BY scattered rocks and turbid waters shifting,
By furrowed glade and dell,
To feverish men thy calm, sweet face uplifting,
Thou stayest them to tell
The delicate thought that cannot find expression,
For ruder speech too fair,
That, like thy petals, trembles in possession,
And scatters on the air.
The miner pauses in his rugged labor,
And, leaning on his spade,
Laughingly calls unto his comrade-neighbor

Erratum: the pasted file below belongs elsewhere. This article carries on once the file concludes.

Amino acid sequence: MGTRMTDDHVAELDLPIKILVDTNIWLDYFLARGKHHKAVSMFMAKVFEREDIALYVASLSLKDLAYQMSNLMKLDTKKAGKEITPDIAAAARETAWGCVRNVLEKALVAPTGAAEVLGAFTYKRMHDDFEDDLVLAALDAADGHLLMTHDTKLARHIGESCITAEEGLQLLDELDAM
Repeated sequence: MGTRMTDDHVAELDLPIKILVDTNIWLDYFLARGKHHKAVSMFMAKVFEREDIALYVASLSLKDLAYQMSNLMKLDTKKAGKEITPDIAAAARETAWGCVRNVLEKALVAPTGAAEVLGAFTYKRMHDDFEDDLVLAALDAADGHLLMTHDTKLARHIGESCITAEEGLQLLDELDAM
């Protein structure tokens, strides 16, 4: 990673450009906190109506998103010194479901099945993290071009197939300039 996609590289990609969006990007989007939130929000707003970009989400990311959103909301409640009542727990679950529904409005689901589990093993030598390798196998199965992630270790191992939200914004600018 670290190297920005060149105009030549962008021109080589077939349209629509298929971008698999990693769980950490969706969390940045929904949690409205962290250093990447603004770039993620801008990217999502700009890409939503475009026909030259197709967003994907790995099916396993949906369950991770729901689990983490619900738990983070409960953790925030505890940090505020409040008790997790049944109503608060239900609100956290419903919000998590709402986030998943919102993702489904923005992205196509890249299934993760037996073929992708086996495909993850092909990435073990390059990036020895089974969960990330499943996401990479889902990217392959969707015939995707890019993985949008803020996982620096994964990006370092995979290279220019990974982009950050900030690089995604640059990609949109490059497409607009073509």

To see thy charms displayed.
But in his eyes a mist unwonted rises,
And for a moment clear
Some sweet home face his foolish thought surprises,
And passes in a tear,—
Some boyish vision of his Eastern village,
Of uneventful toil,
Where golden harvests followed quiet tillage
Above a peaceful soil.
One moment only; for the pick, uplifting,
Through root and fibre cleaves,
And on the muddy current slowly drifting
Are swept by bruised leaves.
And yet, O poet, in thy homely fashion,
Thy work thou dost fulfill,
For on the turbid current of his passion
Thy face is shining still!